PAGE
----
The Humble Brain Bucket

Kassie Amann

Many changes have come to skiing and snowboarding over the years, but few have radically changed ski culture the way that the ski helmet did. Wearing a helmet has become so normal that when people choose not to wear a helmet, it’s seen as needlessly risky behavior. This is a complete shift from how winter sports historically viewed head protection, which was previously mostly used by ski racers. While ski jumpsuits and other trends have come in and out of vogue, helmets are here to stay.

Although head injuries make up a small portion of all ski and snowboard injuries, it’s well known throughout the literature on ski and snowboard helmet use that head injuries are the leading cause of hospitalizations and deaths in both skiing and snowboarding. As skis and boards have become more technical, the average speed of people on the mountain has increased. While thrilling, this increase in speed has come with an increase in severe head trauma.

Studies that look at helmet usage and head injuries generally conclude that ski and snowboard helmets provide significant protection from head injuries. A 2018 study in the Journal of Wilderness and Environmental Medicine further found that ski and snowboard helmet wearers experience both less head and body injuries, which goes against the thinking that wearing a helmet makes you more likely to take risks while on the mountain.  The recommendation across studies is clear — wearing a helmet while skiing or snowboarding is an important step in injury prevention, and you should wear a ski helmet regardless of what terrain you’re taking on or your ability level.

As to what helmet you should choose, most ski and snowboard helmets follow a basic format. A typical ski helmet is made of expanded polystyrene foam bonded to high-impact plastic. The foam is akin to packing styrofoam and it compresses to help absorb impacts while the plastic prevents objects from penetrating the foam — or your head. This combination provides protection for injuries like lacerations, concussions, severe traumatic brain injuries, and skull fractures.

MIPS, or the Multi-directional Impact Protection System, is a technology that adds a plastic cage within the helmet that allows for your head to rotate within your helmet on impact. This is supposed to expand the protection given by your helmet. While initial testing has shown good results, there has yet to be any real study of how effective MIPS ski and snowboard helmets are.

When choosing your own helmet, proper fit is essential. Your helmet shouldn’t perch on the top of your head, nor should your head knock around inside. You want your helmet to fit snugly (so be sure and keep any hats you may want in mind ) and you want to make sure your chin strap is snug against your chin (even over or under a neck gaiter) so your helmet doesn’t pop off when you need it most.  To ensure you have a good-fitting helmet, I’d recommend going to a ski/snowboard shop with the layers you plan on using on your head and neck and having someone help you find the right size of helmet for you. If you can, buy a new helmet so you know that no impacts have been taken by your helmet in the past.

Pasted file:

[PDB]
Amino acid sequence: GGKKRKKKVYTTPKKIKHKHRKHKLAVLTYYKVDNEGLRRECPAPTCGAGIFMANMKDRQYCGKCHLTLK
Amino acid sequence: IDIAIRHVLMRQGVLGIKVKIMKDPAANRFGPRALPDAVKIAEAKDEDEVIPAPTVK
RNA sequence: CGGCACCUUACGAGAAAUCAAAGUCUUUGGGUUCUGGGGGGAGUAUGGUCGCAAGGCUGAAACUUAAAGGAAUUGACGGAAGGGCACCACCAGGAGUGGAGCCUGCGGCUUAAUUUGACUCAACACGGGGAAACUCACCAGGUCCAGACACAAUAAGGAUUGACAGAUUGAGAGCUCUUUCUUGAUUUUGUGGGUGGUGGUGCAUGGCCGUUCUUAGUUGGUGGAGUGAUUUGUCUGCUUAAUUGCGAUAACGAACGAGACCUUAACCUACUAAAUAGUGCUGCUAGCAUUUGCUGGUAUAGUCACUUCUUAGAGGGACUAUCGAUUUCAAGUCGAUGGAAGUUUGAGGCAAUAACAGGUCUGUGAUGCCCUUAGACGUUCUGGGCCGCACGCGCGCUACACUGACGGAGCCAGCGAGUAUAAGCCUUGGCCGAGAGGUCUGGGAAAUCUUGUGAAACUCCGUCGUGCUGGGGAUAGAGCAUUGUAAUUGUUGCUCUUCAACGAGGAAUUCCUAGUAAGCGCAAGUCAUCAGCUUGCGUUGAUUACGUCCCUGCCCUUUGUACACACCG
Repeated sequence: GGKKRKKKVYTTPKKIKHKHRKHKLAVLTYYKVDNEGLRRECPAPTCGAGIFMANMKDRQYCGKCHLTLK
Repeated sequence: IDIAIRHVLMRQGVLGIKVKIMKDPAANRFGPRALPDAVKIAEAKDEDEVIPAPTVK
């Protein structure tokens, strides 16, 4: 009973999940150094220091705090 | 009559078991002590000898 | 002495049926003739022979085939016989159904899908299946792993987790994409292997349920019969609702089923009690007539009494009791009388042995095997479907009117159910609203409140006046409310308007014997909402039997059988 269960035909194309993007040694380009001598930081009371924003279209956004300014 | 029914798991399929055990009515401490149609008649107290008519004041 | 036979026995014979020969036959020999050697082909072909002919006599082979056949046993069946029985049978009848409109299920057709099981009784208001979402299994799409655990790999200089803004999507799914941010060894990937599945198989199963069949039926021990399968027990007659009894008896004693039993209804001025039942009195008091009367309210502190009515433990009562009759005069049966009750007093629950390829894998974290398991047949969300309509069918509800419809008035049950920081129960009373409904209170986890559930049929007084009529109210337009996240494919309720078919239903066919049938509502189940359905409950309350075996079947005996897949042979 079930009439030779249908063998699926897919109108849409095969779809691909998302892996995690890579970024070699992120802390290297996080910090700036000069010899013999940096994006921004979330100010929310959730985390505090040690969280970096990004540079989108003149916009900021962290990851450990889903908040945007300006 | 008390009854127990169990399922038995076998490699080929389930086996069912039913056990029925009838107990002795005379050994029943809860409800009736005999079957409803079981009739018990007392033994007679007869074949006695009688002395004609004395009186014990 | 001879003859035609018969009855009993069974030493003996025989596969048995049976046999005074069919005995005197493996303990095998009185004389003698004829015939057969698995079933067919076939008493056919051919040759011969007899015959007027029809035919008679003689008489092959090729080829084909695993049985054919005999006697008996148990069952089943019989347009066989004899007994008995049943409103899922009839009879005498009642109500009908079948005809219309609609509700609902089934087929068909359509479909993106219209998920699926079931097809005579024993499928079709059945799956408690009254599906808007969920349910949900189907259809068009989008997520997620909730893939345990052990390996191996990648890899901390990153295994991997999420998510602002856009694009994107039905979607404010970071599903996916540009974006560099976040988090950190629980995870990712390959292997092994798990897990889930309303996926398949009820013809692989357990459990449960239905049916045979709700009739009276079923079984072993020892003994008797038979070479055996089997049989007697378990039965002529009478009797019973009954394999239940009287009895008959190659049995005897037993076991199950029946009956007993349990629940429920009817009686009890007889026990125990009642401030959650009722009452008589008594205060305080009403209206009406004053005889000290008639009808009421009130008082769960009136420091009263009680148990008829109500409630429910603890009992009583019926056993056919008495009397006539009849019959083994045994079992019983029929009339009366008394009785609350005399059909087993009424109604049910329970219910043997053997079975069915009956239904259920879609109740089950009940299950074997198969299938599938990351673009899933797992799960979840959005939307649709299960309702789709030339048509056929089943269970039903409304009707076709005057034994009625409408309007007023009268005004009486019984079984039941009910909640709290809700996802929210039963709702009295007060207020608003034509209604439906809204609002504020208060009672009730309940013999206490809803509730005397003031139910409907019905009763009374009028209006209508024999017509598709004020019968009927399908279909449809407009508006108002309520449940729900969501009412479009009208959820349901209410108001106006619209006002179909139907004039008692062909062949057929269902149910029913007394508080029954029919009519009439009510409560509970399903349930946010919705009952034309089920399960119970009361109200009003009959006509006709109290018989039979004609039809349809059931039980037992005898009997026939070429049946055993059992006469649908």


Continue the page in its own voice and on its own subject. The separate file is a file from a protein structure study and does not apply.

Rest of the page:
You should replace your helmet after any solid hit  — because the integrity of the foam inside will be compromised and won’t protect you as well in the future — or every five years, as the foam starts to break down with use. When you replace your helmet for these reasons, you should make sure your old helmet doesn’t go back into circulation. Feel free to take a hammer to your old helmet, so it clearly cannot be used again. Deconstructing your helmet can also help you sort its components for recycling. Unfortunately, there aren’t any local options for recycling whole helmets, so my suggestion is to contact your helmet’s manufacturer and see what they can do to help you recycle your helmet. At the very least, you’ll help companies know that there’s a need for helmet recycling options. Please don’t drop a helmet that’s no longer good at a thrift shop or re-sell it — you could put someone else at greater risk of a head injury.

Ski and snowboard helmets are already preventing many head injuries around the world, but the truth is that they need further development to comprehensively do their job. Ski and snowboard helmet safety ratings are currently only for impacts below the average speed of a skier or snowboarder and data about helmet effectiveness at higher speeds is very limited. A helmet is not a guarantee of head safety on the mountain, but it is an important part of taking safety measures. The best strategy for protecting your head combines using a helmet with slowing down, skiing with control and avoiding obstacles to the best of your ability.